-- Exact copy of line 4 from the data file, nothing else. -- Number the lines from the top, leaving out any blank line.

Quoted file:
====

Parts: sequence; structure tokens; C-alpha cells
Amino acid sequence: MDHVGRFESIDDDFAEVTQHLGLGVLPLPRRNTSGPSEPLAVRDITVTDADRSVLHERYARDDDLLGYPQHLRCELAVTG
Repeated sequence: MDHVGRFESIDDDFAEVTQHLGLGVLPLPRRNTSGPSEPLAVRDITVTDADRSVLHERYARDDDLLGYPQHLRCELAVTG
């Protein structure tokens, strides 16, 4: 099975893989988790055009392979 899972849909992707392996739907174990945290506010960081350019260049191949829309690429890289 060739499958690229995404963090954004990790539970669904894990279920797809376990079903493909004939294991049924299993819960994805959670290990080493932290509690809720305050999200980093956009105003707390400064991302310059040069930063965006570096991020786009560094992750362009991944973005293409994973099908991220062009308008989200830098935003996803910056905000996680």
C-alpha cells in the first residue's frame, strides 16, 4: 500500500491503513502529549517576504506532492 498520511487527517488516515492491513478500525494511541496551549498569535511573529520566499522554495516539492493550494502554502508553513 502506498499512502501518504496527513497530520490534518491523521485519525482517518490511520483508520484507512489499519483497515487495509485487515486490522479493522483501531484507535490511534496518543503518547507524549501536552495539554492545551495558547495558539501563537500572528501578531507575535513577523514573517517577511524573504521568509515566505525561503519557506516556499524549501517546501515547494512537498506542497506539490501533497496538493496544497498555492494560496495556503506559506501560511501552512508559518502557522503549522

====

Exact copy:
């Protein structure tokens, strides 16, 4: 099975893989988790055009392979 899972849909992707392996739907174990945290506010960081350019260049191949829309690429890289 060739499958690229995404963090954004990790539970669904894990279920797809376990079903493909004939294991049924299993819960994805959670290990080493932290509690809720305050999200980093956009105003707390400064991302310059040069930063965006570096991020786009560094992750362009991944973005293409994973099908991220062009308008989200830098935003996803910056905000996680």